Iranian protesters stormed the Saudi embassy in Tehran early on Sunday and Shia Muslim Iran's top leader predicted "divine vengeance" for Saudi Arabia's execution of a prominent Shia cleric.
Demonstrators protesting against the execution of Sheikh Nimr al-Nimr broke into the embassy building, smashed furniture and started fires before being ejected by police.
Iran's President Hassan Rouhani condemned the execution as "inhuman", but also urged the prosecution of "extremist individuals" for attacking the embassy and the Saudi consulate in the northeastern city of Mashhad, state media reported.
Tehran's police chief said an unspecified number of "unruly elements" were arrested for attacking the embassy with petrol bombs and rocks. A prosecutor said 40 people were held.
Iran's Supreme Leader Ayatollah Ali Khamenei, criticised Saudi Arabia for the second straight day over Nimr's execution.
"The unjustly spilled blood of this oppressed martyr will no doubt soon show its effect and divine vengeance will befall Saudi politicians," state TV quoted Khamenei as saying.
Iran's Revolutionary Guards had promised "harsh revenge" against the Saudi Sunni royal dynasty for the execution of Nimr, considered a terrorist by Riyadh but hailed in Iran as a hero of the rights of Saudi Arabia's marginalised Shia minority.
Nimr, the most vocal critic of the dynasty among the Shia minority, had come to be seen as a leader of the sect's younger activists, who had tired of the failure of older, more measured leaders to achieve equality with Sunnis.
His execution sparked angry protests in the Qatif region in eastern Saudi Arabia, and in the nearby kingdom of Bahrain.
Relatives of Nimr, reached by telephone, said authorities have informed them that the body had been buried "in a cemetery of Muslims" and would not be handed over to the family.
Although most of the 47 men killed in the kingdom's biggest mass execution for decades were Sunnis convicted of al Qaeda attacks in Saudi Arabia a decade ago, it was Nimr and three other Shias, all accused of involvement in shooting police, who attracted most attention in the region and beyond.
The move appeared to end any hopes that the appearance of a common enemy in the form of the Islamic State militant force would produce some rapprochement between the region's leading Sunni and Shia Muslim powers, allied to opposing sides in wars currently raging in Syria and Yemen.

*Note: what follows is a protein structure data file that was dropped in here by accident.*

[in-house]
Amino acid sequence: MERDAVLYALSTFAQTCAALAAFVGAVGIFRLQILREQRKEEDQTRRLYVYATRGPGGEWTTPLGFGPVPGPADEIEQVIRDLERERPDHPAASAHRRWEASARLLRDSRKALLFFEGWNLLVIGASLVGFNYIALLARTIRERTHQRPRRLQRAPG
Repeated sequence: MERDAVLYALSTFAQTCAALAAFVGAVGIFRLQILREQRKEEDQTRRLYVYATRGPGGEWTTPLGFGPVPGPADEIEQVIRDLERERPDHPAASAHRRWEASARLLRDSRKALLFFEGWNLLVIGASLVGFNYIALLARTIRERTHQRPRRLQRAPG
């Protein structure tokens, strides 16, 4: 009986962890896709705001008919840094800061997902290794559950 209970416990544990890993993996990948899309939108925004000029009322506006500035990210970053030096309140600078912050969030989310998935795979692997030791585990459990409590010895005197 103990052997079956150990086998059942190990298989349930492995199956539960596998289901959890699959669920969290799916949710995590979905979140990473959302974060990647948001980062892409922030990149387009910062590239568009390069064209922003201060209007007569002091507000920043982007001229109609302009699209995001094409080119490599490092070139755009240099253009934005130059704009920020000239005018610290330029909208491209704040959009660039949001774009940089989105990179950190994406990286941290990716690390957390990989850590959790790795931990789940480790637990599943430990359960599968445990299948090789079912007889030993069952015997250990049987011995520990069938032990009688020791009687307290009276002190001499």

Khamenei's website carried a picture of a Saudi executioner next to notorious Islamic State executioner 'Jihadi John', with the caption "Any differences?". The Revolutionary Guards said "harsh revenge" would topple "this pro-terrorist, anti-Islamic regime".
Saudi Arabia on Saturday summoned the Iranian ambassador to protest what it described as hostile remarks emerging from Tehran. On Sunday, the United Arab Emirates, a key ally of Saudi Arabia, also summoned the Iranian ambassador and handed him an official letter of protest, state news agency said.
 
Iraq also furious

In Iraq, whose Shia-led government is close to Iran, religious and political figures demanded that ties with Riyadh be severed, calling into question Saudi attempts to forge a regional alliance against Islamic State, which controls swaths of Iraq and Syria.
Iraq's top Shia cleric Grand Ayatollah Ali al-Sistani described the executions as an "unjust aggression". The opinion of Sistani, based in the Shia holy city of Najaf south of Baghdad, carries weight with millions of Shias in Iraq and across the region, including in Saudi Arabia.
Despite the focus on Nimr, the executions seemed mostly aimed at discouraging jihadism in Saudi Arabia, where dozens have died in the past year in attacks by Sunni militants.
The U.S. State Department said Nimr's execution "risks exacerbating sectarian tensions at a time when they urgently need to be reduced", a sentiment echoed by EU foreign policy chief Federica Mogherini.
UN High Commissioner for Human Rights Zeid Raad al-Hussein said it was not clear those killed were granted effective legal defence, while the scale of the executions was very disturbing "particularly as some of those sentenced to death were accused of non-violent crimes".
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